however having said that not all children are the same right? some were just criers at the momentary separation. i worked for that ps/dc for a while and discovered some kids cried but the moment the parents disappeared they happily went off to play. and then they did not want to go home :eyesroll

 

some kids need a little pushing. dd's friend was that way. the mom KNEW he would love that ps IF he could separate. so she brought him crying. all it took was the first week. after that he would cry if she kept him home on a ps day. 


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#4 of 95 Old 09-05-2013, 03:48 PM
 
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I don't think that preschool are daycare are the same thing.

 

I don't think that leaving my child with another caring adult is leaving them to cry it out.

 

I don't think that an infant is the same as a 3 year old.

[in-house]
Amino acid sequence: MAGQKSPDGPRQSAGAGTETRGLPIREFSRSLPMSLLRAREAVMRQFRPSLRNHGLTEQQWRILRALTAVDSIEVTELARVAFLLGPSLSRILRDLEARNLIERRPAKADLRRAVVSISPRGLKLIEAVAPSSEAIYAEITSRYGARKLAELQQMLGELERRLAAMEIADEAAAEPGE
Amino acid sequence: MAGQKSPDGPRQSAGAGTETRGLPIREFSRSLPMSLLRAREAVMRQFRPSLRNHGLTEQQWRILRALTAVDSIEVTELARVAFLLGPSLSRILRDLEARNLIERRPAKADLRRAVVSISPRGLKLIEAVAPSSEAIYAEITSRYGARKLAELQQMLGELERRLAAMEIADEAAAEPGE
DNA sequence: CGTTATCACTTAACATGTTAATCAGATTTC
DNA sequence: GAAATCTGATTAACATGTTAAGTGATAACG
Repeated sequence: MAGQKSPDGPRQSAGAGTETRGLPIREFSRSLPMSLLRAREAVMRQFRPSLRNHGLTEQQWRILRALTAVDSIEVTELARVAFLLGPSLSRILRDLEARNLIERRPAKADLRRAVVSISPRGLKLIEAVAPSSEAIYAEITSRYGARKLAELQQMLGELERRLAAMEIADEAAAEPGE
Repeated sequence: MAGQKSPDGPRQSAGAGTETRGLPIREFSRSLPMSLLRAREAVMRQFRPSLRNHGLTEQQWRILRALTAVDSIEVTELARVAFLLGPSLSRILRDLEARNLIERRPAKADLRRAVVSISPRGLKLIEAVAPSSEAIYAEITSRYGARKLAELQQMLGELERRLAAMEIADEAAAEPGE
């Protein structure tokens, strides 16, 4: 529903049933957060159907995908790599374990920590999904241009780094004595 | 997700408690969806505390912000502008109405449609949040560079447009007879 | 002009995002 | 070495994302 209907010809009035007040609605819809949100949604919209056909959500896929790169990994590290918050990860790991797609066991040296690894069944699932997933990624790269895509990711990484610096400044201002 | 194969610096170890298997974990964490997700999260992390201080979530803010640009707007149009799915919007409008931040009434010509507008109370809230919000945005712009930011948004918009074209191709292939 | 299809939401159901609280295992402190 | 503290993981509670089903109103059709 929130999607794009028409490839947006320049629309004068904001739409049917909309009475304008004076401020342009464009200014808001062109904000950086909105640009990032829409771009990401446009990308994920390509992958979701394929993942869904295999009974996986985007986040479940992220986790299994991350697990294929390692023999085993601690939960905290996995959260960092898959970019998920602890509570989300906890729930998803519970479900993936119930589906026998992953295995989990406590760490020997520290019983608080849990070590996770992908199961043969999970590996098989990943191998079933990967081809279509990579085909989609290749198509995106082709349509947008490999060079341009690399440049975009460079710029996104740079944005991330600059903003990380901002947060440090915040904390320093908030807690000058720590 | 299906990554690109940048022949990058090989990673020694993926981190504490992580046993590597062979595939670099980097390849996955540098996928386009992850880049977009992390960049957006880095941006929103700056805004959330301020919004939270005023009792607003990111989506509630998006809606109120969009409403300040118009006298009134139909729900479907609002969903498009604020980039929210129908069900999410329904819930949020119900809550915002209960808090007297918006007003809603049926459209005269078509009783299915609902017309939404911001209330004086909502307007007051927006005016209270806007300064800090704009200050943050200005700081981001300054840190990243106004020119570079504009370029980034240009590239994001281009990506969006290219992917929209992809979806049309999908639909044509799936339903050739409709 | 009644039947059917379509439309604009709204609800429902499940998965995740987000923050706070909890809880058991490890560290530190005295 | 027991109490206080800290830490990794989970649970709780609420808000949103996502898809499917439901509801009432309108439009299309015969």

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but everything has pros and cons  shrug.gif

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#5 of 95 Old 09-05-2013, 04:56 PM
 
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Originally Posted by Linda on the move View Post
 

I don't think that an infant is the same as a 3 year old.

 

I started to write something about this in my first reply and then deleted it. I'm still mulling it over. 

 

Last month, DD helped out as a junior counsellor at a day camp at the zoo for a week. Most of her stories about the campers were hilarious but there was one sad little 4 y.o boy who frequently cried for his mom and dad. DD spent a lot of time comforting him. One day, she was trying to distract him and get him to focus on happy things. She asked him "What was the best thing about zoo camp yesterday?"

 

His answer: "When Daddy picked me up at the end of the day!" :-(